Errors using inadequate data are much less than those using no data at all.
— Charles Babbage
Do you break the timer when your boiled egg is cooked?
Our economy does; it is like a broken hourglass. We collect together valuable materials, apply energy and labour, put them into products that have yet more added design and brand value and spew them out into the world before starting again (mostly), from scratch.
How to effectively embed DEI into your company
Hear more from Ford's Director of Community Development, Pamela Alexander — on setting goals and measuring performance around justice, equity, diversity and inclusion — at Integrate '20, Nov. 9-11.
This of course would all be fine if scarcity was not a problem: If the materials, energy and inputs we rely upon for industrial production were either eternally abundant or safe to distribute and use. However in our current industrial models this is simply not the case.
To pursue the disposable hourglass metaphor, instead of merely turning it over when the sand has run through (a cradle-to-cradle, or circular industrial model), we smash it, buy another hourglass (a cradle-to-grave industrial model) — and maybe pop the old one in the recycling if we’re feeling virtuous.
This is all fine until the raw materials energy and skills to make more hourglasses start to get scarce or expensive. Then we would have to start to pick over the remains of the broken one to collect these now-valuable raw materials for remanufacture and reuse.
How much easier is it to retain the investment that has gone into making an hourglass than to smash it and start again every time we want to boil an egg?
Measuring the performance of different models
The performance difference between a broken and unbroken hourglass economy is easy to sum up simply — “a lot.” However, in practice more marginal differences can be crucial. A metric would allow us to measure the difference between potential courses of action and help determine the processes and activities most effective in achieving a circular, sustainable economy. But given the complexity of modern industrial processes and the fact that a well-functioning circular economy would add further convolutions, how do we develop a suitable measure?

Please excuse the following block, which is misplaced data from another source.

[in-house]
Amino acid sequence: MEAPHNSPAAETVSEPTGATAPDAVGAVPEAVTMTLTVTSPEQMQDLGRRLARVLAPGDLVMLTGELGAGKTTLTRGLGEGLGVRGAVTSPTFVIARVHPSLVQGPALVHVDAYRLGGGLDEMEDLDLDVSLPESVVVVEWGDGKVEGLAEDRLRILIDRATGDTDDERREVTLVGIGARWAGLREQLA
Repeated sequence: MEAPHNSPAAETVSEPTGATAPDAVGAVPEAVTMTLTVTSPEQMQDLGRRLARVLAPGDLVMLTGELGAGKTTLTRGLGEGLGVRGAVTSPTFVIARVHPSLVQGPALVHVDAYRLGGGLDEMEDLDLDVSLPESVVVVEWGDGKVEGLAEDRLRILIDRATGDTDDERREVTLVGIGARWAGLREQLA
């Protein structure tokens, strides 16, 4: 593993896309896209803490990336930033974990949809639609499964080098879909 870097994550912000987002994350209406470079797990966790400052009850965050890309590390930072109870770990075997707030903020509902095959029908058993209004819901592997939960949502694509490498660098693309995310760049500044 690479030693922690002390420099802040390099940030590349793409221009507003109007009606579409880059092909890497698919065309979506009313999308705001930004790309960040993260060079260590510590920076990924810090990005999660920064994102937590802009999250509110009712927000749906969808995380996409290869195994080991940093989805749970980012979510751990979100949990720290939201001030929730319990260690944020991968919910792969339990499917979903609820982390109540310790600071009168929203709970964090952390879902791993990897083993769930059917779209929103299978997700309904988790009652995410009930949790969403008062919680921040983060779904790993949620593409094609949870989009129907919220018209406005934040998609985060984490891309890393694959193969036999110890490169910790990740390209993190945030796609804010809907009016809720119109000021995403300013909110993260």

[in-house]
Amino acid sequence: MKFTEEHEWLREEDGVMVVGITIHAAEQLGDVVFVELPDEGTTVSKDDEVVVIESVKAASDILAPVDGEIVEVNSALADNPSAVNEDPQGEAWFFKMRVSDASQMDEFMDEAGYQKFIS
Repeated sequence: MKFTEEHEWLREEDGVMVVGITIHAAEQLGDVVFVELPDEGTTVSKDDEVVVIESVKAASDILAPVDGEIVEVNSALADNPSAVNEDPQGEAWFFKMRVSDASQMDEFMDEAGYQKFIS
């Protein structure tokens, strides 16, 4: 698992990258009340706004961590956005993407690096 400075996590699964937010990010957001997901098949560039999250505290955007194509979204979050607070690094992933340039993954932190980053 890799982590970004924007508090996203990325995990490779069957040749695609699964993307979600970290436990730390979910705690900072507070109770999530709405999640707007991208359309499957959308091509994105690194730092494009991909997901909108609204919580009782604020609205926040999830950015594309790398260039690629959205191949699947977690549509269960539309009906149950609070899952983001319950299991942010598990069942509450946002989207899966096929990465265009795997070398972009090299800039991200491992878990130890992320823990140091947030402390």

The common denominator for all industrial activities is energy, therefore a metric which refers to the energetic characteristics of systems and processes is required. We believe this is entropy.
Entropy applies, without exception, to all activities and processes. Given that universality, it might be used to measure the overall efficiency of our economy and the transition to a circular economy.
Entropy applies primarily to energy and not to matter — something we are fundamentally concerned with in the circular economy. However, matter is of little use until we organise, process, manufacture and distribute it in products and services — all of these activities require energy.
We therefore propose the metric of Entropic Overhead.
What is Entropic Overhead?
Entropic Overhead is a relative lifecycle measure of the energetic efficiency of maintaining the utility of a product or service, or reusing its constituent materials.
It can be used to assess the energetic efficiency differences between alternative pathways: for example, the energy required to either make a new product or retrieve its resources to original utility, versus the energy that would be spent on retaining the original products’ use. It can also be used to assess the efficiency of alternative uses of constituent resources, beyond the original utility, in different products and processes within a circular economy.
In terms of the hourglass metaphor, it is the performance difference between:
- obtaining a new timer with virgin materials;
- obtaining a new timer and making some further use of the constituent materials for other purposes;
- remaking the broken timer by retrieving and reprocessing all the constituent materials (and supplementing with new materials where needed), and;